The fields of microbiology, immunology, neurology and nutrition are rapidly converging, as advanced sequencing and genomics-based methodologies have enabled the mapping out of the microbial diversity of humans for the first time. Bugs, guts, brains and behavior were once believed to be separate domains of clinical practice and research; however, recent observations in our understanding of the microbiome indicate that the boundaries between domains are becoming permeable. This permeability is multidirectional: Biological systems are operating simultaneously in a vastly complex and interconnected web. Understanding the microbiome-gut-brain axis will entail fleshing out the mechanisms by which transduction across each domain occurs, allowing us ultimately to appreciate the role of commensal organisms in shaping and modulating host immunity. This article will highlight animal and human research to date, as well as highlight directions for future research. We speculate that the gut microbiome is potentially the premier environmental risk factor mediating inflammatory central nervous system demyelination, in particular multiple sclerosis.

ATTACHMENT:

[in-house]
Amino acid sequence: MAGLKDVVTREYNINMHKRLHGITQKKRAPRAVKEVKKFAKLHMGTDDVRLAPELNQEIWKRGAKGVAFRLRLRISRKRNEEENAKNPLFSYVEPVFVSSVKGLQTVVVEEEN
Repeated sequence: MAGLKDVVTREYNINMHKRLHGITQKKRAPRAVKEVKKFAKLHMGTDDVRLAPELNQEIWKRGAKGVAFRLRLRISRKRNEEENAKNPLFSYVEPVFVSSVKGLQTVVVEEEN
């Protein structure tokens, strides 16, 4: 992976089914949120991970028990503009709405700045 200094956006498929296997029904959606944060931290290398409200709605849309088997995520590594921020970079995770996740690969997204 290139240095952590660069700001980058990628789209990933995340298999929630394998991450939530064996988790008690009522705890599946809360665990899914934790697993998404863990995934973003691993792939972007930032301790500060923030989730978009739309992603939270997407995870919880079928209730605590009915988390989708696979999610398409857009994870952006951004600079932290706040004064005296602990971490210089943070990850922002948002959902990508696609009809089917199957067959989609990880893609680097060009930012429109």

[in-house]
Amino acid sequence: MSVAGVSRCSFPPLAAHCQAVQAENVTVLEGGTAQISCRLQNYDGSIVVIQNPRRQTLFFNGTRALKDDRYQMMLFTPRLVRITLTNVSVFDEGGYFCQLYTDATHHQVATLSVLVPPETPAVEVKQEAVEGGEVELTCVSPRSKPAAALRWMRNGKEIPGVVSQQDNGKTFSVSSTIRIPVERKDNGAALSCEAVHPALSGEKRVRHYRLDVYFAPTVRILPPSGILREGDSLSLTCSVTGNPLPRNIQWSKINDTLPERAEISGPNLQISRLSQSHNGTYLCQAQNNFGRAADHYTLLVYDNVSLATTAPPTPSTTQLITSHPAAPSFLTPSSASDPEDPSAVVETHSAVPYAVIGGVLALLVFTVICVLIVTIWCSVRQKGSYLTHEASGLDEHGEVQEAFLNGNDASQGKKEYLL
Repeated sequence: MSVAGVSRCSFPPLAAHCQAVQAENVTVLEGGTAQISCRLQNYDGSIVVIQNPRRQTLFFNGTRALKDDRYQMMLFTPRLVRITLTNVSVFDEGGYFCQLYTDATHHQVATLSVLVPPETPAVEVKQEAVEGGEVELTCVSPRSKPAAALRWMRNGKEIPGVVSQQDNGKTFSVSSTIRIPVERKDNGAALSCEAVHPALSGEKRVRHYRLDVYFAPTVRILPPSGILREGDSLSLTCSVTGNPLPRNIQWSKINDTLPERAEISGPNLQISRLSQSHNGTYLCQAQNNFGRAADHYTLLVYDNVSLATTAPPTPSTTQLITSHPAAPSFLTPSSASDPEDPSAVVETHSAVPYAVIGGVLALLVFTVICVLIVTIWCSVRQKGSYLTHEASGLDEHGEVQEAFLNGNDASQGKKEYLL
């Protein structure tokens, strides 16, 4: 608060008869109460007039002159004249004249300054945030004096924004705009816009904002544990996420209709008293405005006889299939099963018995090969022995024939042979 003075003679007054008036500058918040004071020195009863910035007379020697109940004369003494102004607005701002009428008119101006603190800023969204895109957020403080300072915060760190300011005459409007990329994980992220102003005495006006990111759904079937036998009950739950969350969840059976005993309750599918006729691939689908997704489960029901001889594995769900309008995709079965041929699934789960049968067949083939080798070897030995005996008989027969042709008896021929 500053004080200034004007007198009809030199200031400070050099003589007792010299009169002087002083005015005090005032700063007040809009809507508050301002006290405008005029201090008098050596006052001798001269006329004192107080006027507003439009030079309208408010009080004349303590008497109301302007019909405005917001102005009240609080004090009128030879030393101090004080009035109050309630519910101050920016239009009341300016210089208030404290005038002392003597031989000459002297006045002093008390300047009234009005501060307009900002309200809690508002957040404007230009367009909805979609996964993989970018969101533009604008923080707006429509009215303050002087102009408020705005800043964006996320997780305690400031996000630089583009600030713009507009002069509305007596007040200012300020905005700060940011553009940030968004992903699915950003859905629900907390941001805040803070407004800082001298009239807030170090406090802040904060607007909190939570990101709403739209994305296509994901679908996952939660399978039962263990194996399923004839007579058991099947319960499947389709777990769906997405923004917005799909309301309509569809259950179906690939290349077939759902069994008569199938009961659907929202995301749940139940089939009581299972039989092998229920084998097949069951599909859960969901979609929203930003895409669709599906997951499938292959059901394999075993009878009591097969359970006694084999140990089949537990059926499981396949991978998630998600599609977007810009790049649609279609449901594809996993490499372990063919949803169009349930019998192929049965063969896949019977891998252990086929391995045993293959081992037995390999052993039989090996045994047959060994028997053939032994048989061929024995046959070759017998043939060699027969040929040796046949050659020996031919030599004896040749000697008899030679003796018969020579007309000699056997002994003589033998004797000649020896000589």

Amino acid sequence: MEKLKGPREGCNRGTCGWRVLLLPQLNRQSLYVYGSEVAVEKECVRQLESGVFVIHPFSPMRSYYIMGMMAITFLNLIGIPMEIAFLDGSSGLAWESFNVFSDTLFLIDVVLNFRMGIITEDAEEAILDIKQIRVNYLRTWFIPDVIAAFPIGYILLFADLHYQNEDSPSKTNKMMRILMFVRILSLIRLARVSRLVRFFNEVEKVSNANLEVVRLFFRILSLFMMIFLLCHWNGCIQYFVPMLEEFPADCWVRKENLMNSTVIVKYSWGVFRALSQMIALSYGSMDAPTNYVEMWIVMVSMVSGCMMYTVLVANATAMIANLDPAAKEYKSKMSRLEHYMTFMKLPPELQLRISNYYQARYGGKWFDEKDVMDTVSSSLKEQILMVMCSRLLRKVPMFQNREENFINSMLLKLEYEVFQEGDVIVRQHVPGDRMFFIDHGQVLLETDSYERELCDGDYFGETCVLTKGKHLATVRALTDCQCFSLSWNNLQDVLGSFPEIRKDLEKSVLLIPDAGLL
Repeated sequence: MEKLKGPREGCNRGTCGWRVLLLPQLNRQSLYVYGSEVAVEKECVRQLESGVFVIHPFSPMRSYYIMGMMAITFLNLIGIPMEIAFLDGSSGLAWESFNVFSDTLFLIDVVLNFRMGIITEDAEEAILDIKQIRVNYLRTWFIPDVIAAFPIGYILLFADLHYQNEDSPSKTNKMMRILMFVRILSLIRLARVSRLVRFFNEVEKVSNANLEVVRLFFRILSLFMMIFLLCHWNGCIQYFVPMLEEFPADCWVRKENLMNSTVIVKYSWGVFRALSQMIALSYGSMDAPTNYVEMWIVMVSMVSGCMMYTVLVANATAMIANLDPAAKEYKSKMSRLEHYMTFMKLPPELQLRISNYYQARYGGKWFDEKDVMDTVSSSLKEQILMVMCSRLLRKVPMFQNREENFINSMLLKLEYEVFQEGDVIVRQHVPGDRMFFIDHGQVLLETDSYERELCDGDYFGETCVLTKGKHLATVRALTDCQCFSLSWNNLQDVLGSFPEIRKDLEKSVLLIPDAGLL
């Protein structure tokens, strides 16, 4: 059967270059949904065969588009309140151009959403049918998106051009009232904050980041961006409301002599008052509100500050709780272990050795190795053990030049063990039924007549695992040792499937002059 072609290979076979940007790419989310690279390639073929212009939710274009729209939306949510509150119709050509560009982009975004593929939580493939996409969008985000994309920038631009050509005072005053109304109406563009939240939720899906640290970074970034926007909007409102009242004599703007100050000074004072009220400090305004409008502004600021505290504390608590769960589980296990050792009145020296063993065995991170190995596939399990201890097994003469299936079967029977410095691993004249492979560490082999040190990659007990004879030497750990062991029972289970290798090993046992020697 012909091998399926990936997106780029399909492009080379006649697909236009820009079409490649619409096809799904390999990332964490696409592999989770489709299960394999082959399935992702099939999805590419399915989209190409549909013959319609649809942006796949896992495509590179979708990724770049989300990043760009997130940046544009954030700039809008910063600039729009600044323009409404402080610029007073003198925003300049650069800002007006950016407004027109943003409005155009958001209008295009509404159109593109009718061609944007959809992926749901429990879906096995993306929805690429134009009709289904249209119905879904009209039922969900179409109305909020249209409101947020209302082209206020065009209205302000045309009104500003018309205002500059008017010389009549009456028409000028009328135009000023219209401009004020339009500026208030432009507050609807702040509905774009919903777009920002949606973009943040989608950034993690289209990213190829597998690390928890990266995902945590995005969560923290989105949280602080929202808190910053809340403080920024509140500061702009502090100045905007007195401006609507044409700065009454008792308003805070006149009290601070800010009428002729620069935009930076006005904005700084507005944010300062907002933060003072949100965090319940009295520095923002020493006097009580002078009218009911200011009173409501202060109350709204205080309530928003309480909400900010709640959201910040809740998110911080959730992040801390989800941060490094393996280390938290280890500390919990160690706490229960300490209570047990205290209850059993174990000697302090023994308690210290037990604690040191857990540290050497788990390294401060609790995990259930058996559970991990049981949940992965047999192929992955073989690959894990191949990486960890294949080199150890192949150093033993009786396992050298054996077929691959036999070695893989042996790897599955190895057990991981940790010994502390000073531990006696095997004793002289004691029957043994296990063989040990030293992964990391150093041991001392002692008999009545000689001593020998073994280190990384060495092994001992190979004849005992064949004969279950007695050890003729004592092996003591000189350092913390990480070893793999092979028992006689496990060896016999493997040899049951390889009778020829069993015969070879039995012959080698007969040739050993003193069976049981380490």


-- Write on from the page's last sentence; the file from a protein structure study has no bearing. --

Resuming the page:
Keywords: Autoimmunity; Bacteroides fragilis; host immunity; inflammation; intestinal bacteria; microbiome; multiple sclerosis; review; short chain fatty acids.
© The Author(s), 2014.